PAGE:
Although we’re only a week into the season, it’s always fun to take a look at who’s hot and who’s not. It’s going to be a rough season for the Nats, but it’s important to keep track of how these guys are progressing, especially the younger guys. As for some of the veterans, this might also be important since the Nats will begin discussing certain players in trade discussions by June or July.
Season Stats: .346/.433/.615, 2 HR, 6 RBI
Bell is off to a scorching start this season, which is a stark contrast from last season’s start. This is great news for the Nationals since Bell just might be the Nats top trade chip in July if they decide to move him (which I’m not entirely convinced they will). Hitting behind Juan Soto and Nelson Cruz is going to give Bell a ton of opportunities to knock in runs. If he’s able to capitalize on those opportunities, he will likely cash in this offseason when free agency rolls around.
Season Stats: .346/.346/.538, 1 HR, 7 RBI
Wait, what? Franco went 1 for 13 in the opening series against the Mets but has rebounded with a 8 for 13 stretch with two doubles and a homerun against the Braves. Franco is going to be hot and cold all season and it would truthfully be shocking to see him turn into anything more than a replacement level player. Crazier things have happened though and maybe Franco will actually turn out to be a useful trade deadline piece.
Season Stats: 1 Start, 5 ⅓ IP, 1 ER, 2 hits, 1.69 ERA, 0.750 WHIP, 3.05 FIP
Sure, it’s only one start, but Rogers looked very good against a good Braves lineup. It’s also coming on the heels of a 6 start sample at the end of last year that saw Rogers put up a 3.28 ERA. Is he that good? Probably not. But is a nice depth piece that could even turn into a potential fifth starter? Yeah, he is. Rogers pitches to contact and works quickly, which fielders love. He’s certainly deserving of another couple of starts in the rotation so the Nats can determine what they might have with the lefty.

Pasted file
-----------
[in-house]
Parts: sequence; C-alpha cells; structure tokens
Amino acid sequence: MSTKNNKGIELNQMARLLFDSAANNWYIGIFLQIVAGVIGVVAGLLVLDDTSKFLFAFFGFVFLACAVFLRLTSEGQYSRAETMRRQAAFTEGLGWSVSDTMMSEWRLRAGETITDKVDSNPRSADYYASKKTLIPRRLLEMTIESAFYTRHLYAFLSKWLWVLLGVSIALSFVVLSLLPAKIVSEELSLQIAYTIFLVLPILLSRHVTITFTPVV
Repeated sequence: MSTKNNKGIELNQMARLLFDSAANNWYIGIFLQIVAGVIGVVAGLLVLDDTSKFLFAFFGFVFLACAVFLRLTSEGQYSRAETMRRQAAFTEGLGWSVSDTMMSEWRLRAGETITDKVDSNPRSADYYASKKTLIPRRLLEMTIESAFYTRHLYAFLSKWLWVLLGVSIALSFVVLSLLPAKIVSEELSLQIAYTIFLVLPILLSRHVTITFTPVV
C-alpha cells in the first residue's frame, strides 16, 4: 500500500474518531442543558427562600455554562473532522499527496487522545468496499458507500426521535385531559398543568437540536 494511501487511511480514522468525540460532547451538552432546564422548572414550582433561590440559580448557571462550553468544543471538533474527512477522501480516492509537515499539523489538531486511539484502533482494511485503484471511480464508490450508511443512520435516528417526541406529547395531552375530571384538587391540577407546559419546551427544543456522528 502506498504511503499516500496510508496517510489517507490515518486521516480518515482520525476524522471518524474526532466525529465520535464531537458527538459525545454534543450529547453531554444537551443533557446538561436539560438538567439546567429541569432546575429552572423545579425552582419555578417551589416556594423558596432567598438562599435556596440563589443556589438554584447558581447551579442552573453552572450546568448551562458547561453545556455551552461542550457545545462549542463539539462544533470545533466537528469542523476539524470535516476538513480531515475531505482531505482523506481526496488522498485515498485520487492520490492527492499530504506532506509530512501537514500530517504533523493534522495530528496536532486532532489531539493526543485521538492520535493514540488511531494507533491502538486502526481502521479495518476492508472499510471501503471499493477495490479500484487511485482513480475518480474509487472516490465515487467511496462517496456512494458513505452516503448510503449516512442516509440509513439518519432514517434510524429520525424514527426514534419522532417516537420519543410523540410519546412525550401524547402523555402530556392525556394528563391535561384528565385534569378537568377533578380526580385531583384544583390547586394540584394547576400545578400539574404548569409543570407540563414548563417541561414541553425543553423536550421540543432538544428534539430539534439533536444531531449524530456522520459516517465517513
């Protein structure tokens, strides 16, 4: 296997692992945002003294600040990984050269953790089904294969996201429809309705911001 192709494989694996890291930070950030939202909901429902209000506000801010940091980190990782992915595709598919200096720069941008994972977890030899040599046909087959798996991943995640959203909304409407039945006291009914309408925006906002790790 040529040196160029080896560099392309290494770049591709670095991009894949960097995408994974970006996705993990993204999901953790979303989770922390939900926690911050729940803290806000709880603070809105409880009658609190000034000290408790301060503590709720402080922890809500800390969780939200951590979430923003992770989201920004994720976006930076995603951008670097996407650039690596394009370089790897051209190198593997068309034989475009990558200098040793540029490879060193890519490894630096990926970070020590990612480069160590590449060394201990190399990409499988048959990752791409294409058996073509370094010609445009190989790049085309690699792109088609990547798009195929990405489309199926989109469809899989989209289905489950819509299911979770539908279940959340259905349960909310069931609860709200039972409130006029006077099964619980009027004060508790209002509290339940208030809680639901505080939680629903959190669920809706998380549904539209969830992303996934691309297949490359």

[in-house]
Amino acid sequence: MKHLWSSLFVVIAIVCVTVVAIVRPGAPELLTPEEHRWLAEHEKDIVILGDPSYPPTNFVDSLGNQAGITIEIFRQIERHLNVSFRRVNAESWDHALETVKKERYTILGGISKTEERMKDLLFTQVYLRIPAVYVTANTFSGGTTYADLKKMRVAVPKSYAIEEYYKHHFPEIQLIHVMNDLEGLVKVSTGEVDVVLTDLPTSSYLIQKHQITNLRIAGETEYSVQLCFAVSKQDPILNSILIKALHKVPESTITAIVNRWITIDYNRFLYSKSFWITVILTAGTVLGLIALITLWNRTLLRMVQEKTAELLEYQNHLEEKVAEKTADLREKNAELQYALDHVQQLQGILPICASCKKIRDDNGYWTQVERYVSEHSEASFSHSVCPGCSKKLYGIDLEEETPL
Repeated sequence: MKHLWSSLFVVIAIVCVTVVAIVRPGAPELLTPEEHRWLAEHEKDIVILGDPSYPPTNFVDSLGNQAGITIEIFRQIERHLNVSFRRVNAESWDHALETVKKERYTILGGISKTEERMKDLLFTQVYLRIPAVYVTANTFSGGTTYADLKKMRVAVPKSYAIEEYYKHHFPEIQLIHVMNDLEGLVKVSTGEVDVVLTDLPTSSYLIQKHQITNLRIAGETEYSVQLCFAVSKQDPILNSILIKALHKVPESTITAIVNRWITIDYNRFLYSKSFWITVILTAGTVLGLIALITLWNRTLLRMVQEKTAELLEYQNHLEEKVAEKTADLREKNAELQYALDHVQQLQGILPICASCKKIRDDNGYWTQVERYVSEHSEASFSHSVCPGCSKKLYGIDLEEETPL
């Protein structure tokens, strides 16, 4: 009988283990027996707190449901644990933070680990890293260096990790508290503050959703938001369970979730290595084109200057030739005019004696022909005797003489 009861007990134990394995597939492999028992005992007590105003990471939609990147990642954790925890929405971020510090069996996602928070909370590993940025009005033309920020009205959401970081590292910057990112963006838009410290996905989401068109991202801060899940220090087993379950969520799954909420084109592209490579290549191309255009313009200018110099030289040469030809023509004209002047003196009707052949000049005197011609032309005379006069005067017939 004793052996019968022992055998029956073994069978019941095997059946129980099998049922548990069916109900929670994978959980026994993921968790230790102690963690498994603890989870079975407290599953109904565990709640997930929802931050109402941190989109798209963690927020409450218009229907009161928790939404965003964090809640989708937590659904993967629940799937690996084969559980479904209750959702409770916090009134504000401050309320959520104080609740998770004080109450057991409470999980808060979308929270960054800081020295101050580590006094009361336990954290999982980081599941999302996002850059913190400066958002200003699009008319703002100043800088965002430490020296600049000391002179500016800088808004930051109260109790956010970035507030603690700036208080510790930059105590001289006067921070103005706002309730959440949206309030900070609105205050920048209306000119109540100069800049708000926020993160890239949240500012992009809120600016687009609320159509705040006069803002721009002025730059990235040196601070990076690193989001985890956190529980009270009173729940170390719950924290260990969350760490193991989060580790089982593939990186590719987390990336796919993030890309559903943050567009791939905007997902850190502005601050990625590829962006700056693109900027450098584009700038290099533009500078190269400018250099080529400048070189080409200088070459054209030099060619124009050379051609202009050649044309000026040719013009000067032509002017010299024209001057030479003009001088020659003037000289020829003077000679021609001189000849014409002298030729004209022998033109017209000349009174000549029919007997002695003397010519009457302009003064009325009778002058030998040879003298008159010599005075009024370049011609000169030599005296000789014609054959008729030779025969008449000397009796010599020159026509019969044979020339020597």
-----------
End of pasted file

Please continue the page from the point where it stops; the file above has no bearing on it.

Season Stats: 3 Games, 3 ⅔ IP, 2 ER, 3 hits, 4.91 ERA, 0.818 WHIP, 0.87 FIP
If you looked at Arano’s numbers prior to coming to DC, you’d probably wonder why the Phillies even let him go based on how bad their bullpen has been. He’s been rock solid when he’s been able to pitch. The problem is he’s only thrown 4 ⅔ innings in the majors since 2019. He pitched into some bad luck in his second appearance, where he ended up getting charged with 2 runs, but his stuff is nasty. If he can stay healthy, he’ll likely end up being a staple in the bullpen for years to come since he’s not eligible for free agency until after the 2025 season.
Season Stats: 3 Games, 2 SV, 3 IP, 0 ER, 2 hits, 0.00 ERA, 1.000 WHIP, 1.05 FIP
This one is big. We’ve all been waiting for Rainey to take control as the Nats closer for a couple of years now. It’s a very small sample size, but after three appearances, it looks like he just might do it. Control has been an issue for Rainey in the past, but as long as he’s able to stay healthy and limit his walks, he should have no issues holding onto the closer spot.
Before we get to “who’s not”, the bullpen as a whole deserves a shout out here. What looked like a huge weak spot, has actually been above-average over the first week of the season. Sean Doolittle has three scoreless innings in the books to go along with Rainey and Arano’s strong starts. Based on the very small sample size we have, there seem to be some reliable options out there.